Takeaway food performance during Covid-19

Tuesday, 28 April 2020

Before Covid-19, the takeaway food delivery market – delivering foods that are ready to eat – was estimated to account for 8% of the value of the overall UK foodservice sector. With the temporary loss of the eating-out market, many food establishments are turning to takeaway delivery. While this offers the industry an opportunity, it is unable to compensate for eating-out losses.

Data from Kantar shows that delivery occasions saw a surge in the week before lockdown (16 to 22 March), with delivery trips up 57% year on year. This suggests that people were swapping dining out for takeaway delivery due to social-distancing advice. The proportion of full-service meal occasions that were delivered surged to 20.8%, up from 2.6% the week prior (Kantar OOH, w/e 22 March 2020).

During lockdown, an initial slump in takeaway deliveries was reported by delivery apps, due to fears around food carrying the virus and the loss of office deliveries. There are now reports that, after several weeks at home, people are turning to comfort food in the form of deliveries, however it remains an ever-changing picture, with the use of meal-delivery services wavering week by week. According to MCA’s Channel Pulse survey (from 6 to 12 April), the average frequency that people used takeaway delivery was 2.3 times that week. This compares to 2.1 times in the week prior, and 2.3 times in the final week of March. Even at dinnertime, the biggest occasion for takeaways, only 13% of people who would normally have eaten out opted for takeaway delivery, with the majority choosing grocery shopping instead (MCA Eating Out panel w/c 6 April 2020).

The absence of big brands, such as McDonald’s and Wagamama, has contributed significantly to the decline, as the market relies on these brands for volume. In the week before it closed, McDonald’s accounted for 20.5% of all delivery occasions (Kantar OOH, w/e 22 March 2020). This was up from 10% in the previous week. Fast food chains are beginning to reopen some sites for delivery, including Burger King and KFC. However, these restricted reopenings are likely to only bring a small positive swing.

Opportunities for growth

It’s therefore clear that grocery shopping, rather than takeaway delivery, will benefit most from eating out closures. Some supply chains cannot easily shift from supplying foodservice markets to grocery, with the dairy sector an example of this. As such, pursing the growth opportunities in the delivery market will be important for many supply chains to help reduce loses from Covid-19. Below we outline some of the opportunities which do exist.

  • Play on treating

We are eating an additional 503m meals in home per week – delivery or takeaways break up the boredom, and reduce the need for cooking. The main reason to have a meal delivered is as a treat, with this cited as a reason in 27% of deliveries, up three percentage points week-on-week (MCA’s Channel Pulse, 6 to 12 April). Tap into this need through communication.

  • Reassure food fears

People are unsure about the safety of food deliveries, despite delivery apps like Deliveroo and Just Eat offering contact-free delivery. The Food Standards Agency published advice for consumers on 17 April, which clarifies that “it is safe to have takeaway food delivered if the business you order from follows the Government’s safety guidance”. Therefore, be explicit to consumers about how your business is ensuring food hygiene.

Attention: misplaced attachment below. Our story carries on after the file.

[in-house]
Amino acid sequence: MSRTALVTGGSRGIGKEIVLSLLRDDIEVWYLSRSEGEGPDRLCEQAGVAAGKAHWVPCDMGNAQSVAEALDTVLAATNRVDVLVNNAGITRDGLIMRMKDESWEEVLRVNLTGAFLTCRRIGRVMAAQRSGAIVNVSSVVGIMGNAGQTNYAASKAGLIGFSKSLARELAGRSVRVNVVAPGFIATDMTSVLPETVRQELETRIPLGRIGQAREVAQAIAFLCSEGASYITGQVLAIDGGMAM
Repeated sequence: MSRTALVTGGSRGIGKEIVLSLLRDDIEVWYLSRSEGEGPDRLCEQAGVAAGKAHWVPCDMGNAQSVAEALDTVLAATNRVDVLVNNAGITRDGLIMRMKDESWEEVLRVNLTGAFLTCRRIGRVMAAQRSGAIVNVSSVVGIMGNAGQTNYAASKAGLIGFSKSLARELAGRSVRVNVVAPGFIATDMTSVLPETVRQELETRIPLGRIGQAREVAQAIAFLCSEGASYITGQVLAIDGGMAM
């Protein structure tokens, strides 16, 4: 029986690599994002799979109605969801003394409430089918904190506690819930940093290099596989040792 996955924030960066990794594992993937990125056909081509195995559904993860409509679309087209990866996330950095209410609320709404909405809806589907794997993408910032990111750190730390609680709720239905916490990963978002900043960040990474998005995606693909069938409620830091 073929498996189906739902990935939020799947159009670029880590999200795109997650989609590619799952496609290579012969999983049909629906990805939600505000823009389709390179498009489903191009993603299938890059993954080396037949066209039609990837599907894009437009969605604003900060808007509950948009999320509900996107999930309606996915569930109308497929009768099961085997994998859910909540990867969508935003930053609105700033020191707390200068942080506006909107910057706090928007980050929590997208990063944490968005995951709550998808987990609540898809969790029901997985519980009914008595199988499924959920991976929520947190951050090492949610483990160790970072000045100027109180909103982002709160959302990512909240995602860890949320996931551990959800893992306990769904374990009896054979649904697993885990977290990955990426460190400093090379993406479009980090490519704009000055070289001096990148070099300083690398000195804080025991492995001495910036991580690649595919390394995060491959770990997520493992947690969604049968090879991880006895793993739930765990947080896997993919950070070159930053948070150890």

• Fly your local flag

Research from CGA suggests 43% of the GB population either have, or are planning to, support local pubs, bars, restaurants or cafes as a result of Covid-19. A popular way to do this is through hot food delivery.

  • Offer affordability

MCA’s Channel Pulse shows the biggest barrier to having food delivered is expense, and at the moment people are hugely concerned about personal finances. Some delivery apps have waived or reduced their fees in order to help restaurants gain orders. But if you are going it alone it is important that your offering is affordable.

  • Look beyond the evening meal

Dinner is more important to takeaways than it is for the overall eating-out market. In the overall market, lunch accounts for 27% of occasions (MCA, YE Dec 2019). Therefore this is a gap which can be filled through offering lunchtime delivery options.

  • Offer what people want

British, according to MCA’s Channel Pulse for 13-19 April, is the most popular delivery cuisine during these troubled times. Think about which British dishes can survive travel to people’s home, maintaining the restaurant quality standard. Burgers are the next most popular option, with fries on the side. Well-known pizza brands have remained open but there is still an opportunity here for Italian restaurants as pizza is the third most popular delivery option. Lastly a ‘curry night’ is also appealing, with curry typically being the top dish for lamb in the eating-out market. It’s not just food either – a survey from CGA at the start of lockdown showed 11% of people have purchased alcohol online for the first time or more often than usual due to Covid-19, therefore adding this to your offering could be beneficial.

Longer-term outlook

In the long term, it’s likely that the takeaway food delivery market will see accelerated change from the virus, but it won’t be immediate due to the current uncertainty. As people move away from restaurants and have less spending power, takeaways may prove a more cost-effective alternative to going out to eat. Also, with more brands (particularly fast-food brands) starting up again, this may help support takeaway food delivery growth. However, with the eating-out market accounting for an estimated 80% of the total foodservice market, and takeaway only 8%, any growth won’t be enough to compensate for overall losses.

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